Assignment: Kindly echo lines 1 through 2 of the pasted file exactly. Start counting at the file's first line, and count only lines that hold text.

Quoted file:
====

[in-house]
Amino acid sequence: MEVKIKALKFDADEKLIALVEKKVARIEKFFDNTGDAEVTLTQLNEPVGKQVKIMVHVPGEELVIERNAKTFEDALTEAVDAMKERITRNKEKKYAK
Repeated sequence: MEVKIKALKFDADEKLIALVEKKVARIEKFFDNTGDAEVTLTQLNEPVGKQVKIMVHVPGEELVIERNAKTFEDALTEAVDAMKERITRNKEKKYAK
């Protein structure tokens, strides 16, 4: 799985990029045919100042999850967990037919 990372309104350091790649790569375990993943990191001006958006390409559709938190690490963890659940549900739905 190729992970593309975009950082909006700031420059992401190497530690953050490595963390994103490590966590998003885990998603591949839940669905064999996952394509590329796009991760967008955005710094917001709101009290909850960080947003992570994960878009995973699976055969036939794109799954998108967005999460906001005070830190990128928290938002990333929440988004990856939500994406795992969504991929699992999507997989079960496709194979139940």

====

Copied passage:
[in-house]
Amino acid sequence: MEVKIKALKFDADEKLIALVEKKVARIEKFFDNTGDAEVTLTQLNEPVGKQVKIMVHVPGEELVIERNAKTFEDALTEAVDAMKERITRNKEKKYAK